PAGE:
$L_{\rm CO(1\rightarrow 0)}$ 2.0 $\times$ 109 2.7 $\times$ 109 3.2 $\times$ 109
$M_{\rm HI}$ 2, 5 $\times 10^9$ 7.5 $\times$ 109 2.7 $\times$ 109
$M_{\rm H_2}$ 2-9 $\times$ 109 5-10 $\times$ 109 3-6 $\times$ 109


First, let us address the question of the $N({\rm H}_2) / I_{\rm CO}$ conversion factor. The "standard'' factor used in the calculation above, $N({\rm H}_2) / I_{\rm CO}= 2 \times 10^{20}$ cm-2 per K km s-1, is likely overestimated for galactic nuclei and starburst galaxies. While neither UGC 12914 nor UGC 12915 are strong starbursts, UGC 12915 is a strong FIR emitter and its CO emission is rather centrally concentrated. In UGC 12914, the situation is the reverse - most of the CO emission comes from the disk, with CO detected out to distances of 10-12 kpc from the center. We tentatively conclude that (a) the true H2 mass of UGC 12915 could be overestimated by up to a factor $\sim$4 but (b) the H2 mass of UGC 12914 is unlikely to be grossly overestimated.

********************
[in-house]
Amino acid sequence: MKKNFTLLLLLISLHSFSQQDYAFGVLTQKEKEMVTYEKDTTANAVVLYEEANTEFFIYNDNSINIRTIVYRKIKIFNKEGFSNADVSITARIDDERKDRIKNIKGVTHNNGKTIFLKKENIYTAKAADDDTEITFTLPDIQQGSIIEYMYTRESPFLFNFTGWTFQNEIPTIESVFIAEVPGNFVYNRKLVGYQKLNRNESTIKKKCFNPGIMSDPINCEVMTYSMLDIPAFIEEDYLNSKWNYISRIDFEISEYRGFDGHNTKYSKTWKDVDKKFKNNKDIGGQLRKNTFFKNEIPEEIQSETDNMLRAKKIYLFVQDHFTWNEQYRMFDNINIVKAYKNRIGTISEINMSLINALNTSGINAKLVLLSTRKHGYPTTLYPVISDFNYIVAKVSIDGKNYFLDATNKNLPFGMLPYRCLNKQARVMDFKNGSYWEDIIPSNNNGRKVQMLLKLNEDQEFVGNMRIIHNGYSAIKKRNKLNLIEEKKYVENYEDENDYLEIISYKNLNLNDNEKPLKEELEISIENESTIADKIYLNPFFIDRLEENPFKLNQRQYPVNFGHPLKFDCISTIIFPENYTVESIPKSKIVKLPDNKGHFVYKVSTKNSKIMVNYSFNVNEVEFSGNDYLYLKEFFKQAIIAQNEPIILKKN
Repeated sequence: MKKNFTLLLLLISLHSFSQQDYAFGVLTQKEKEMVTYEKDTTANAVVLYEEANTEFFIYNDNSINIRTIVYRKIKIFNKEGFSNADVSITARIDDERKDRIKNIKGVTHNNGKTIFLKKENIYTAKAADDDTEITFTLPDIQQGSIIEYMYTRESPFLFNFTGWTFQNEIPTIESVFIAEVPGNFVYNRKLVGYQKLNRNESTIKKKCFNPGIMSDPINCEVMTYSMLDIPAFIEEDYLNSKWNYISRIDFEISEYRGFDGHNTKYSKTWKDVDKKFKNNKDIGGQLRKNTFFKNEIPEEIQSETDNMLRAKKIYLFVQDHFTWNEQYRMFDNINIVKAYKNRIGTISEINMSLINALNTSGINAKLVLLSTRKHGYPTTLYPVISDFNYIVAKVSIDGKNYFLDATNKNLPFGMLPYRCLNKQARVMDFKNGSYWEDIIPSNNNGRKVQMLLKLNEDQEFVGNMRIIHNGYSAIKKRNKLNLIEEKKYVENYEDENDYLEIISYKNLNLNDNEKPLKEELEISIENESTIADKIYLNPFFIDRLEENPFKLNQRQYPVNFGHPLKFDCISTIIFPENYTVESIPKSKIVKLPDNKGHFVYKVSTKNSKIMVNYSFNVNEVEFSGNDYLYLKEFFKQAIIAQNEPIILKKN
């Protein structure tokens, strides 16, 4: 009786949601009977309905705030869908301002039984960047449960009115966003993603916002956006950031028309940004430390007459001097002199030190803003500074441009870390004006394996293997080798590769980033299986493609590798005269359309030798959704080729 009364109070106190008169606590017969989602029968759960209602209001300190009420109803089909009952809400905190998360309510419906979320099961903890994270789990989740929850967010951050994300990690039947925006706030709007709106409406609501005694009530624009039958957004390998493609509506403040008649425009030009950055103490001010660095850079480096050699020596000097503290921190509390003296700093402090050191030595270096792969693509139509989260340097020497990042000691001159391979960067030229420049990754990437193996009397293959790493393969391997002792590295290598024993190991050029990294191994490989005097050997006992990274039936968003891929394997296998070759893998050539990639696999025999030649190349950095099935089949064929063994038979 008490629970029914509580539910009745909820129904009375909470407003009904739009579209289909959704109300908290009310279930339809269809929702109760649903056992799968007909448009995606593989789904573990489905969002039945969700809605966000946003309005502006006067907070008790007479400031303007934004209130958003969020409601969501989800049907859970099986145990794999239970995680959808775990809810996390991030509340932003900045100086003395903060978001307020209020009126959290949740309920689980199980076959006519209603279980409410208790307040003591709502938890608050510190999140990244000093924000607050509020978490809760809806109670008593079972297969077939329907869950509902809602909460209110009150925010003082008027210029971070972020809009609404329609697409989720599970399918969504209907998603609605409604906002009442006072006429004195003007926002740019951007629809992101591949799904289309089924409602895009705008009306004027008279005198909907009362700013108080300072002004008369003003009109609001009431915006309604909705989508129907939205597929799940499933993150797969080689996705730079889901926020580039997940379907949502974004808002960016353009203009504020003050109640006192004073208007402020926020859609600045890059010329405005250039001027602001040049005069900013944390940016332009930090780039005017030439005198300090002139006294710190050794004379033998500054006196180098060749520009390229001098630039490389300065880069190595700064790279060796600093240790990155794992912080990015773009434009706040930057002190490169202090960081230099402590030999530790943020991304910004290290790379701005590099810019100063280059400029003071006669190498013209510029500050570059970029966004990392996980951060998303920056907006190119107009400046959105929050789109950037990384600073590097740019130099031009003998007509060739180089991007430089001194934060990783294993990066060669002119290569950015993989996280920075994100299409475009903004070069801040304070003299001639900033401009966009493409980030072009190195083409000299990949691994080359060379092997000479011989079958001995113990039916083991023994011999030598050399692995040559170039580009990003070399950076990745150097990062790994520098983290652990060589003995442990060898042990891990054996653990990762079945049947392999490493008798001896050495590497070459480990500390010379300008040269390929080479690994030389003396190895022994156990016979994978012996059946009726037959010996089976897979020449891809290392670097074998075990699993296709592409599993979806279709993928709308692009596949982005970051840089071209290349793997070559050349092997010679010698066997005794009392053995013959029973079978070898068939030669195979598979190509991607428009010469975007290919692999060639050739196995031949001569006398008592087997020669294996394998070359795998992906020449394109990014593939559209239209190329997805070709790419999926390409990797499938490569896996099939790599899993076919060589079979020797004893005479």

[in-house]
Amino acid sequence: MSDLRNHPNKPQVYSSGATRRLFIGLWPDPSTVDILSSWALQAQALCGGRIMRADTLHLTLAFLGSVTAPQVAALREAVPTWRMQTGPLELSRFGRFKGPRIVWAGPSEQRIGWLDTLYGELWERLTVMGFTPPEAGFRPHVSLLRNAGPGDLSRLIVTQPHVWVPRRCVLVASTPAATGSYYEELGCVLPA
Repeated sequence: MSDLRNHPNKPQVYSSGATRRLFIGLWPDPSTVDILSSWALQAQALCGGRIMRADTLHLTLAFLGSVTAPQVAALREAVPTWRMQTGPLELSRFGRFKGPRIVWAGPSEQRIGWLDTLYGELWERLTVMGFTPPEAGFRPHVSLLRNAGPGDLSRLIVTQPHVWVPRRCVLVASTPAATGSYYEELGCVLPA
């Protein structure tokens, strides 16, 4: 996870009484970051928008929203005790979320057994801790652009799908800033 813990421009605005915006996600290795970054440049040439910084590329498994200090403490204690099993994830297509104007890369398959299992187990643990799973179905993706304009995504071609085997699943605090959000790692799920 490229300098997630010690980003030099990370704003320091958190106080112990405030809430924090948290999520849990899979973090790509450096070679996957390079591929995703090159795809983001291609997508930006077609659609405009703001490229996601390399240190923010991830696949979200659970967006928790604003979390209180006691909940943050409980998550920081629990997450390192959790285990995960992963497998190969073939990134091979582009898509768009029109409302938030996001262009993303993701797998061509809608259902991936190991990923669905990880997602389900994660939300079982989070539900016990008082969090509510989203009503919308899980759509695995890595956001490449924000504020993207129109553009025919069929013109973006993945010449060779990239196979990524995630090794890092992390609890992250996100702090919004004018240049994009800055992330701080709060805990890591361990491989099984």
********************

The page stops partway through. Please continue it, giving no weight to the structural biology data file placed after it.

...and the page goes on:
How much molecular gas is present in the bridge region? The large amount of molecular gas was not predicted by C93, who expected that (a) the molecular gas was too dense to be pulled out and (b) the molecules involved in collisions strong enough to blow a molecular cloud out of a disk would be shock destroyed. Our observations show that this is not the case.

As noted in Sect. 2, the optical depth of the CO lines is clearly lower in the bridge because of the high 12/13CO intensity ratio (Fig. 2). As predicted by C93, and attributed to dust destruction, the FIR emission in the bridge region is weak (Zink et al. 2000). Dust mantles contain a lot of carbon and oxygen which, when expelled from the grain, can increase the gas-phase CO abundance. Because the CO emission here is not very optically thick, increasing the CO abundance can increase the intensity of the CO emission per H2 mass. The low optical depth and increase in CO abundance due to grain destruction taken together could decrease the $N({\rm H}_2) / I_{\rm CO}$ ratio by a factor of a few as compared to the "standard'' value. A more precise estimate of the molecular gas mass is currently impossible. Nonetheless, even reducing the bridge molecular gas by a factor of four means that the bridge alone contains as much or more H2 as the whole Milky Way!